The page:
Be’er Sheva is not the first place you might think of as coexistence capital of the world, but when you realize that it’s the city the Bible says was founded by Abraham, granddad, through Isaac and Ishmael, of both the Jews and the Arabs, you can see the potential. At the very least, considering Abraham’s enduring commitment to the one God, we can consider his ancient home, which was a crossroads of the region in antiquity, to be the “cradle of monotheism.” UNESCO concurred, determining that Be'er Sheva has the “outstanding unique universal value” to warrant being named a World Heritage Site.
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It’s one of the things to ponder as you stand at the well outside the ancient gate of Tel Be’er Sheba, now a national park east of the eponymous modern city, on the impressive seam between the “desert and the sown” – the arid Negev and the well-watered cultivated Judean lowlands and mountains. It’s rare to find such a deep well – dug right down to the water table, 70 meters below -- hewn outside a city gate, where it could not be protected. Especially when this city has an entire, incredibly complex water system inside its walls – by the way, an adventure to explore and a high point of your visit. This well, which may go back as far as the 12th century BCE, might have been where ancient travelers, say, in King Solomon’s time, paused to remember the patriarch who founded the city.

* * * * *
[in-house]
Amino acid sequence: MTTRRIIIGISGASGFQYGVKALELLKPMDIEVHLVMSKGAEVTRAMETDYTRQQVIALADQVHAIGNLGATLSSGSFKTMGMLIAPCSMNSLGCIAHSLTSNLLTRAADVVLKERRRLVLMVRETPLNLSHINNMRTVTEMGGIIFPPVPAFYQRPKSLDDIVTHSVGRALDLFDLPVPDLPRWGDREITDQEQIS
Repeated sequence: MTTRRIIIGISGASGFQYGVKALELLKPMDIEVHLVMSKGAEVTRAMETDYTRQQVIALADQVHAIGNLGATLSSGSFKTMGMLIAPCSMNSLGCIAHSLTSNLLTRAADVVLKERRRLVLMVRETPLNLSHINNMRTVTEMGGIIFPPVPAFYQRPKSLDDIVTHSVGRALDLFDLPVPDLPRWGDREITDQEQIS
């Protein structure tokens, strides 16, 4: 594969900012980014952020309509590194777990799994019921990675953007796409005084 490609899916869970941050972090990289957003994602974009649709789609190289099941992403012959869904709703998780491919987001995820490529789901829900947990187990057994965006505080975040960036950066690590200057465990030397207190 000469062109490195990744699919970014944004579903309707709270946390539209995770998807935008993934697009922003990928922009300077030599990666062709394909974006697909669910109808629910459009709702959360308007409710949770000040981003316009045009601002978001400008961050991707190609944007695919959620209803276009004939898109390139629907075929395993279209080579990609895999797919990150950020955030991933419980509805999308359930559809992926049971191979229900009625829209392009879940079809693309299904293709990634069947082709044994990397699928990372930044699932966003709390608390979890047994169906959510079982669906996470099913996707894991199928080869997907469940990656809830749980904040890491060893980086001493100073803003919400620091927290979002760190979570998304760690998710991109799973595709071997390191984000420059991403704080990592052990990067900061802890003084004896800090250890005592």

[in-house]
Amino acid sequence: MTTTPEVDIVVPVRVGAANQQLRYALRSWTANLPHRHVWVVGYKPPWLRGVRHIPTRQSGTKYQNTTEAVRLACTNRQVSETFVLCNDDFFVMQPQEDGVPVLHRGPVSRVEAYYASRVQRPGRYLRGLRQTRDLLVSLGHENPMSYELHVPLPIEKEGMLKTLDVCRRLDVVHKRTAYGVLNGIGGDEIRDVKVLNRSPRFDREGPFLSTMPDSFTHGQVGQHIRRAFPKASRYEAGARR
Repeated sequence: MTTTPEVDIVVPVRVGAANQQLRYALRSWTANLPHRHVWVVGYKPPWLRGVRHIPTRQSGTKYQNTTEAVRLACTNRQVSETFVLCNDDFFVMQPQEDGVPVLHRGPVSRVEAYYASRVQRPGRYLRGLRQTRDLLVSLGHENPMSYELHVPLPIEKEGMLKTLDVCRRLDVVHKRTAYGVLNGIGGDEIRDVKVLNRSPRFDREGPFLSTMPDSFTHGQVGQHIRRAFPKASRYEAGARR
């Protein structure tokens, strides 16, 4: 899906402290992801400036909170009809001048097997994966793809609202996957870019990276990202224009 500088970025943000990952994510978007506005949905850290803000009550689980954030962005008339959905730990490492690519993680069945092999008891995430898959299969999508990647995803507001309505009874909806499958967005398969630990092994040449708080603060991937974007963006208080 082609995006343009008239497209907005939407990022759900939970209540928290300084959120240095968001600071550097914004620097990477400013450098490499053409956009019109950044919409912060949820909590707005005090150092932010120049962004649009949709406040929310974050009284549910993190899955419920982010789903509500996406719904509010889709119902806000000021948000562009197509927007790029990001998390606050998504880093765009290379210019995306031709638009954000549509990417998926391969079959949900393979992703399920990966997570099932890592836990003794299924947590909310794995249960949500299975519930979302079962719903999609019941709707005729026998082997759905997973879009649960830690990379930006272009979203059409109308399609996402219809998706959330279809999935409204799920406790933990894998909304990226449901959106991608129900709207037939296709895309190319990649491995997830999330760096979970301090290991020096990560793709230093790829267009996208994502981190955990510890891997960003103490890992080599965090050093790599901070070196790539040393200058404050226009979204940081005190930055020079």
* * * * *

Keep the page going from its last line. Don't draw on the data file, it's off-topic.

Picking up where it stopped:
Wells were a central motif in that dramatic tale of the city’s founding. Perhaps the ancients believed that this was the very well the Bible says Abraham dug to water his flocks, which Abimelech, a neighboring king, promptly proceeded to expropriate. Now comes the coexistence tie-in: According to Genesis 21:24-31, what could have ended with an all-too-familiar Middle Eastern scrum ended when the two leaders made peace, swearing allegiance to each other. Hence, the Bible explains, the name of the city: Be’er Sheva, the “well of the oath.” For good measure, since sheva also means “seven,” Abraham swore, by a gift to his ex-adversary of seven lambs, that he had dug the well first. Your tour of the site will take in the gates and walls, dwellings and storehouses and the famed “horned altar” recalling more biblical tales. From the lookout tower rising high above the tell you can feel absolutely patriarchal/matriarchal, as you survey all that was theirs.
Opening hours: Summer: 8 A.M.–5 P.M; winter until 4 P.M. Tel. 08-646-7286